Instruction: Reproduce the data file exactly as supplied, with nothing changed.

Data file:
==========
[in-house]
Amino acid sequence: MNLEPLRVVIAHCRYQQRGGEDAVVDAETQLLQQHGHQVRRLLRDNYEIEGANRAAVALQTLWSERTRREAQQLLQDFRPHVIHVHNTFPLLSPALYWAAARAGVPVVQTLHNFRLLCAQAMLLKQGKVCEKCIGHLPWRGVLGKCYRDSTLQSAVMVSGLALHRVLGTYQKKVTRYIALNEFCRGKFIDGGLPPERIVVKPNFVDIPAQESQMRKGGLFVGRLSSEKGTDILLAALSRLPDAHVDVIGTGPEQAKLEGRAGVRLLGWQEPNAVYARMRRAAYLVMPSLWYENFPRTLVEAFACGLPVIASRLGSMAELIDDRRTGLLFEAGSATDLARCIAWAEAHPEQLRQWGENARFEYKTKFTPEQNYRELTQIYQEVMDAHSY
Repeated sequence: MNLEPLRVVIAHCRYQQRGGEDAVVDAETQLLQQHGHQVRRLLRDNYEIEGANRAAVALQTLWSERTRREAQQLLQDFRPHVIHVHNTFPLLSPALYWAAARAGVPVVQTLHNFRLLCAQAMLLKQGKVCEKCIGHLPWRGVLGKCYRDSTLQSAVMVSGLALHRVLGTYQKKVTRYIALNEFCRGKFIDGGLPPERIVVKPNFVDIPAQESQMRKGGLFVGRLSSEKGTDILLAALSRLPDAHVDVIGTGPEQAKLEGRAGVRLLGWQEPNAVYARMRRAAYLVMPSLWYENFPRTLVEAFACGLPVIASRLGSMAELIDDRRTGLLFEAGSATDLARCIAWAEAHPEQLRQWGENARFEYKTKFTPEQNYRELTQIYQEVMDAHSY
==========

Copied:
[in-house]
Amino acid sequence: MNLEPLRVVIAHCRYQQRGGEDAVVDAETQLLQQHGHQVRRLLRDNYEIEGANRAAVALQTLWSERTRREAQQLLQDFRPHVIHVHNTFPLLSPALYWAAARAGVPVVQTLHNFRLLCAQAMLLKQGKVCEKCIGHLPWRGVLGKCYRDSTLQSAVMVSGLALHRVLGTYQKKVTRYIALNEFCRGKFIDGGLPPERIVVKPNFVDIPAQESQMRKGGLFVGRLSSEKGTDILLAALSRLPDAHVDVIGTGPEQAKLEGRAGVRLLGWQEPNAVYARMRRAAYLVMPSLWYENFPRTLVEAFACGLPVIASRLGSMAELIDDRRTGLLFEAGSATDLARCIAWAEAHPEQLRQWGENARFEYKTKFTPEQNYRELTQIYQEVMDAHSY
Repeated sequence: MNLEPLRVVIAHCRYQQRGGEDAVVDAETQLLQQHGHQVRRLLRDNYEIEGANRAAVALQTLWSERTRREAQQLLQDFRPHVIHVHNTFPLLSPALYWAAARAGVPVVQTLHNFRLLCAQAMLLKQGKVCEKCIGHLPWRGVLGKCYRDSTLQSAVMVSGLALHRVLGTYQKKVTRYIALNEFCRGKFIDGGLPPERIVVKPNFVDIPAQESQMRKGGLFVGRLSSEKGTDILLAALSRLPDAHVDVIGTGPEQAKLEGRAGVRLLGWQEPNAVYARMRRAAYLVMPSLWYENFPRTLVEAFACGLPVIASRLGSMAELIDDRRTGLLFEAGSATDLARCIAWAEAHPEQLRQWGENARFEYKTKFTPEQNYRELTQIYQEVMDAHSY